This love is more than just our passion for building socialbots, chatbots and the like. After all, there are myriads of ways to make them. For us, the key goal is to figure out how these AI assistants should actually be done.
9 years ago Mikhail Burtsev, founder of DeepPavlov, gave an interview (in Russian) to PostNauka (PostScience) about his vision for AI assistants.
This interview, alongside with Mikhail’s efforts towards making his dream of open-source AI assistants, was a precursor for the inevitable. 5 years later, an ambitious project called iPavlov was born. It’s first product was DeepPavlov library, a TF 1.x Python-based library that made it super easy to build pipelines of multiple ML & DL models towards solving different NLP tasks like NER, Entity Linking, etc. Today, DeepPavlov Library has more than 300K downloads, more than 1M DockerHub image downloads, more than 5K stars on GitHub, and is under active development.
Yet Mikhail wanted more. In 2019, iPavlov project has been completed; commercial side turned into a spin-off while the lab got a new branding, DeepPavlov.ai. and under Mikhail’s leadership we continued our foray towards the future of the Conversational AI.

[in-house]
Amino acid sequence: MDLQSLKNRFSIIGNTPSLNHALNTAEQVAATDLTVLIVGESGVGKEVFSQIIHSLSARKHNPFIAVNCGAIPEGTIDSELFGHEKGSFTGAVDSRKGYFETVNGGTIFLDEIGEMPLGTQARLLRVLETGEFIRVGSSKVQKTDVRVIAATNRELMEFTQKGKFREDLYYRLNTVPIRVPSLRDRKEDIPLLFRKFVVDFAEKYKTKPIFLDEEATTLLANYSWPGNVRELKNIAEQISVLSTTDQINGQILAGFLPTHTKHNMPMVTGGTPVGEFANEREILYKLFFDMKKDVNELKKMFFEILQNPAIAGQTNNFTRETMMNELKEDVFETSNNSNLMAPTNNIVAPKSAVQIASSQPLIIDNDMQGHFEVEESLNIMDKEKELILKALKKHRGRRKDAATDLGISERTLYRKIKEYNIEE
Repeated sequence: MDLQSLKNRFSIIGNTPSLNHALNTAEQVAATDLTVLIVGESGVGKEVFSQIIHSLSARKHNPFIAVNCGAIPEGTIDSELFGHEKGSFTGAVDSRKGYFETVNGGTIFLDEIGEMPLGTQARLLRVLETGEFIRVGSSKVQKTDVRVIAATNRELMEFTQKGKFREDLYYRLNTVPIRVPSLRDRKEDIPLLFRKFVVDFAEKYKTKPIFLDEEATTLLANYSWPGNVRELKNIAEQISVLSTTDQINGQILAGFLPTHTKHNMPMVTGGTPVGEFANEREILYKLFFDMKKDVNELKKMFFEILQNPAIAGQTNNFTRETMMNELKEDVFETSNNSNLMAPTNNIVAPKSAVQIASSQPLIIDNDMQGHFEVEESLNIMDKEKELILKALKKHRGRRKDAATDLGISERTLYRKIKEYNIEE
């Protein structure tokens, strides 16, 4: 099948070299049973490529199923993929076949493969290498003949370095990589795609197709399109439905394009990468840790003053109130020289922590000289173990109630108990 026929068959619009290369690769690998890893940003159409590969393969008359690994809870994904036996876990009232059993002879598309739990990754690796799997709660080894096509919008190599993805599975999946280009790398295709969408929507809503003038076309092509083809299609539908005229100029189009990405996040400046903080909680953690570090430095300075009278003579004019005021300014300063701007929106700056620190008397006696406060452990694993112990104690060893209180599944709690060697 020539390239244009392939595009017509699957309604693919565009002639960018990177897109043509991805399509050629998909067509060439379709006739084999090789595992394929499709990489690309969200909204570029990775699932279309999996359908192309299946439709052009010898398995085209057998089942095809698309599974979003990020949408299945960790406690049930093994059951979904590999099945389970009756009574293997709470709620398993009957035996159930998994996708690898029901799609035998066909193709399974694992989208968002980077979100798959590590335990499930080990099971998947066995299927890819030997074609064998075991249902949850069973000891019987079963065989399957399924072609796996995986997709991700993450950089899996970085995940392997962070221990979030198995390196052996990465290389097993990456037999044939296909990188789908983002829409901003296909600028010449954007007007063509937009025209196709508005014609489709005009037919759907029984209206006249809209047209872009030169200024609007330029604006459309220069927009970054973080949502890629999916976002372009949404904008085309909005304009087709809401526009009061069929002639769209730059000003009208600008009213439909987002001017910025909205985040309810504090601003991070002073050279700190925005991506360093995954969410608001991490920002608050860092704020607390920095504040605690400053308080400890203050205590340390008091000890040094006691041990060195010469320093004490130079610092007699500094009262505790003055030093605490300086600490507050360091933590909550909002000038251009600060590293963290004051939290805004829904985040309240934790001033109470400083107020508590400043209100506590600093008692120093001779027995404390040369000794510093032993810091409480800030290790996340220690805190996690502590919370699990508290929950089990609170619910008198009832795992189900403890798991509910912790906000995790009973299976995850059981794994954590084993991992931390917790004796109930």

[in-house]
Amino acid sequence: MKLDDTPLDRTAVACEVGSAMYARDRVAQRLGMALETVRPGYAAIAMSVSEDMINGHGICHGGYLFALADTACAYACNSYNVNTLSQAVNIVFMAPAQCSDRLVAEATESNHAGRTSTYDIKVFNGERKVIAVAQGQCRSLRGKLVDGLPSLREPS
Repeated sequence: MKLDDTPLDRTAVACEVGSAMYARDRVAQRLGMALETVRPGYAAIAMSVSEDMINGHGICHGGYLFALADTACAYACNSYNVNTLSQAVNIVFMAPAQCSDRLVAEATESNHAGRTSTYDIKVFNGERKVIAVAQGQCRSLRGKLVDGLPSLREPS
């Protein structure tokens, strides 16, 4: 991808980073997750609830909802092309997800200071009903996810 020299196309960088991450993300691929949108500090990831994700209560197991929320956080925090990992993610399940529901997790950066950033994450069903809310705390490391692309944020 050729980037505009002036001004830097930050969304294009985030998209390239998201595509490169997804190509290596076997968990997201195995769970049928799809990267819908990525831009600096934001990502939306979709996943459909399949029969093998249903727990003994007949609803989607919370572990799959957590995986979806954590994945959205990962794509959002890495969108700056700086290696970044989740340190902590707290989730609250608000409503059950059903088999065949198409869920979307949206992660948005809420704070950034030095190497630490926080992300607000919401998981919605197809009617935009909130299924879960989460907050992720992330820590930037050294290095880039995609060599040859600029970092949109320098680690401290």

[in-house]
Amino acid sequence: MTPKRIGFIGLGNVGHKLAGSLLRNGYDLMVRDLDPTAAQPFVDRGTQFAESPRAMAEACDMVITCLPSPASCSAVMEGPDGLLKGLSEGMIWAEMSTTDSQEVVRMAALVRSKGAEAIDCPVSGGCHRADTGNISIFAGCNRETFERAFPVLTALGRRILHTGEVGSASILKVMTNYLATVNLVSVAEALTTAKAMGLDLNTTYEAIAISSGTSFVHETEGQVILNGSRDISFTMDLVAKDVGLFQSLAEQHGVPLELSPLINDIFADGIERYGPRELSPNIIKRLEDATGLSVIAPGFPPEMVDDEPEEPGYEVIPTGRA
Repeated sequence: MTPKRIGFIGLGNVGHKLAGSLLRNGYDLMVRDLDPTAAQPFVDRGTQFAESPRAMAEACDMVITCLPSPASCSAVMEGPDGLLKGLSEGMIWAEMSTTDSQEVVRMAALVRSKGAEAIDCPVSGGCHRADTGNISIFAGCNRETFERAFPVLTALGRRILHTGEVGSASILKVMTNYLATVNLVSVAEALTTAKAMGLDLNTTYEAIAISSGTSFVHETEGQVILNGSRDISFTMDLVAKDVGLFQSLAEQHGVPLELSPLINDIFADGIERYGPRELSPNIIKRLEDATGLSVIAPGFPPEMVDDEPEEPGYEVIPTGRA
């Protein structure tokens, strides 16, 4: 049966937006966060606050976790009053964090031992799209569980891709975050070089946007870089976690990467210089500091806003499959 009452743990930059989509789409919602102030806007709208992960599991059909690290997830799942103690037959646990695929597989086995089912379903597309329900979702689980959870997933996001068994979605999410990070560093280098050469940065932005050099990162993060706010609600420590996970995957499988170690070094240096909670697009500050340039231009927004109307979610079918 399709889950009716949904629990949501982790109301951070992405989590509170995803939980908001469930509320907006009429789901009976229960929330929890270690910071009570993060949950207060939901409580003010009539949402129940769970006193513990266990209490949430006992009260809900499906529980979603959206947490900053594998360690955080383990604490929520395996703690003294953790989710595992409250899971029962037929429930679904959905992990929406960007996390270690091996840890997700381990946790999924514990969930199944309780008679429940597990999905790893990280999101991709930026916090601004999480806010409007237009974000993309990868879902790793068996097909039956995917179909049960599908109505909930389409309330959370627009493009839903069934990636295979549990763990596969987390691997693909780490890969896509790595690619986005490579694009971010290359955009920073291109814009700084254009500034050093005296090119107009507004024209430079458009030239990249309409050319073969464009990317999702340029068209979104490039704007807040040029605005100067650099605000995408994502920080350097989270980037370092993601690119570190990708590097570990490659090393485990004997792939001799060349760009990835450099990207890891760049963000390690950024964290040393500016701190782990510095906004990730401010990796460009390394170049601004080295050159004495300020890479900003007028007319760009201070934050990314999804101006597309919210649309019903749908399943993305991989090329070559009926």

With Mikhail’s relentless focus on building more complex dialog systems, DeepPavlov.ai started working on an open-source Multi-Skill Conversational AI Orchestrator. Thanks to Alexa Prize SGC 3, this Orchestrator, now called DeepPavlov Agent,
dp-agent for short, became a heart of the original DREAM Socialbot. It now powers DeepPavlov Dream.
Mikhail and me gave a talk about the importance of Multi-Skill AI Assistants architecture at NVIDIA GTC Fall 2020:
But this wasn’t the end of the story. O contraire, we were just getting started!
Last September, during our planning of the DREAM 2 Socialbot for Amazon Alexa Prize SGC 4, Mikhail gave us a new direction. He believed that we need to integrate the concept of Goals into the AI Assistant. Abstract goals, like “to be heard”, “to get better through conversation” etc. These ideas strongly resonated with me.